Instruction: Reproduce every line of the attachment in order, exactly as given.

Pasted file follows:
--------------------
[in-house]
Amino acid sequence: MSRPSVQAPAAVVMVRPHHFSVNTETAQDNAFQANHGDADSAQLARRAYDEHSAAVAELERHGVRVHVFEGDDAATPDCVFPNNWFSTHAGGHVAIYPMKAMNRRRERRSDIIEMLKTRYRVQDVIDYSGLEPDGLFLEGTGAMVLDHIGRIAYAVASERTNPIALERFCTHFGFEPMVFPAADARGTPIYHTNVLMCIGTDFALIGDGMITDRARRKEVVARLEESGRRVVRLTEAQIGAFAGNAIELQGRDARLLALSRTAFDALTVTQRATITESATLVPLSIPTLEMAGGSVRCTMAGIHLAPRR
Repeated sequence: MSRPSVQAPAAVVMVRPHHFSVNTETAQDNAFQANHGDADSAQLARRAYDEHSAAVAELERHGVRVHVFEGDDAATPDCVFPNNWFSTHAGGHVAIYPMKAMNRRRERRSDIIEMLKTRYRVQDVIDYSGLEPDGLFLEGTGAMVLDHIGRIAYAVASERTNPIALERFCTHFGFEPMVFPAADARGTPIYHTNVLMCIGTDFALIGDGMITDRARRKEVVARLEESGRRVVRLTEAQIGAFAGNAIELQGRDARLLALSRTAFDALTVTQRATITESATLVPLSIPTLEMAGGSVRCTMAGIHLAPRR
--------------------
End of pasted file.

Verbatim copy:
[in-house]
Amino acid sequence: MSRPSVQAPAAVVMVRPHHFSVNTETAQDNAFQANHGDADSAQLARRAYDEHSAAVAELERHGVRVHVFEGDDAATPDCVFPNNWFSTHAGGHVAIYPMKAMNRRRERRSDIIEMLKTRYRVQDVIDYSGLEPDGLFLEGTGAMVLDHIGRIAYAVASERTNPIALERFCTHFGFEPMVFPAADARGTPIYHTNVLMCIGTDFALIGDGMITDRARRKEVVARLEESGRRVVRLTEAQIGAFAGNAIELQGRDARLLALSRTAFDALTVTQRATITESATLVPLSIPTLEMAGGSVRCTMAGIHLAPRR
Repeated sequence: MSRPSVQAPAAVVMVRPHHFSVNTETAQDNAFQANHGDADSAQLARRAYDEHSAAVAELERHGVRVHVFEGDDAATPDCVFPNNWFSTHAGGHVAIYPMKAMNRRRERRSDIIEMLKTRYRVQDVIDYSGLEPDGLFLEGTGAMVLDHIGRIAYAVASERTNPIALERFCTHFGFEPMVFPAADARGTPIYHTNVLMCIGTDFALIGDGMITDRARRKEVVARLEESGRRVVRLTEAQIGAFAGNAIELQGRDARLLALSRTAFDALTVTQRATITESATLVPLSIPTLEMAGGSVRCTMAGIHLAPRR